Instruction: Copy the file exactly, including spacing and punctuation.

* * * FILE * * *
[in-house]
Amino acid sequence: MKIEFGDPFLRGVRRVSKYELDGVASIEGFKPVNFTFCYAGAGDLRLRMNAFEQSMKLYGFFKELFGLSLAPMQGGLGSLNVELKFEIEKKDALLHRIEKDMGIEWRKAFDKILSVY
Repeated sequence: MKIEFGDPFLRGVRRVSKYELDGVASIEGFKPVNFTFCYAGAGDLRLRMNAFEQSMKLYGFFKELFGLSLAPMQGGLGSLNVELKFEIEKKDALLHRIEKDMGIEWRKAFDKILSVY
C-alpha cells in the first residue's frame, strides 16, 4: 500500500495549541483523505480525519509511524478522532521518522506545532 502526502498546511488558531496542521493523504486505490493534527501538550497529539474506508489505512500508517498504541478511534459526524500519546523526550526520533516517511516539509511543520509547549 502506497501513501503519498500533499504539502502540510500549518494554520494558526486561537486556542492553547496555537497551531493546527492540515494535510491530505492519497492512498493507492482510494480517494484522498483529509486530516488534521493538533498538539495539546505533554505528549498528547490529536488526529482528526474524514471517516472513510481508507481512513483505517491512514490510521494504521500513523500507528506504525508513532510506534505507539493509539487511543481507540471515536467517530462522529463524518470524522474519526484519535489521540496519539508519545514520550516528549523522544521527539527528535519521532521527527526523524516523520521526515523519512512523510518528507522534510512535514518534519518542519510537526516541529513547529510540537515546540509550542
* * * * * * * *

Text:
[in-house]
Amino acid sequence: MKIEFGDPFLRGVRRVSKYELDGVASIEGFKPVNFTFCYAGAGDLRLRMNAFEQSMKLYGFFKELFGLSLAPMQGGLGSLNVELKFEIEKKDALLHRIEKDMGIEWRKAFDKILSVY
Repeated sequence: MKIEFGDPFLRGVRRVSKYELDGVASIEGFKPVNFTFCYAGAGDLRLRMNAFEQSMKLYGFFKELFGLSLAPMQGGLGSLNVELKFEIEKKDALLHRIEKDMGIEWRKAFDKILSVY
C-alpha cells in the first residue's frame, strides 16, 4: 500500500495549541483523505480525519509511524478522532521518522506545532 502526502498546511488558531496542521493523504486505490493534527501538550497529539474506508489505512500508517498504541478511534459526524500519546523526550526520533516517511516539509511543520509547549 502506497501513501503519498500533499504539502502540510500549518494554520494558526486561537486556542492553547496555537497551531493546527492540515494535510491530505492519497492512498493507492482510494480517494484522498483529509486530516488534521493538533498538539495539546505533554505528549498528547490529536488526529482528526474524514471517516472513510481508507481512513483505517491512514490510521494504521500513523500507528506504525508513532510506534505507539493509539487511543481507540471515536467517530462522529463524518470524522474519526484519535489521540496519539508519545514520550516528549523522544521527539527528535519521532521527527526523524516523520521526515523519512512523510518528507522534510512535514518534519518542519510537526516541529513547529510540537515546540509550542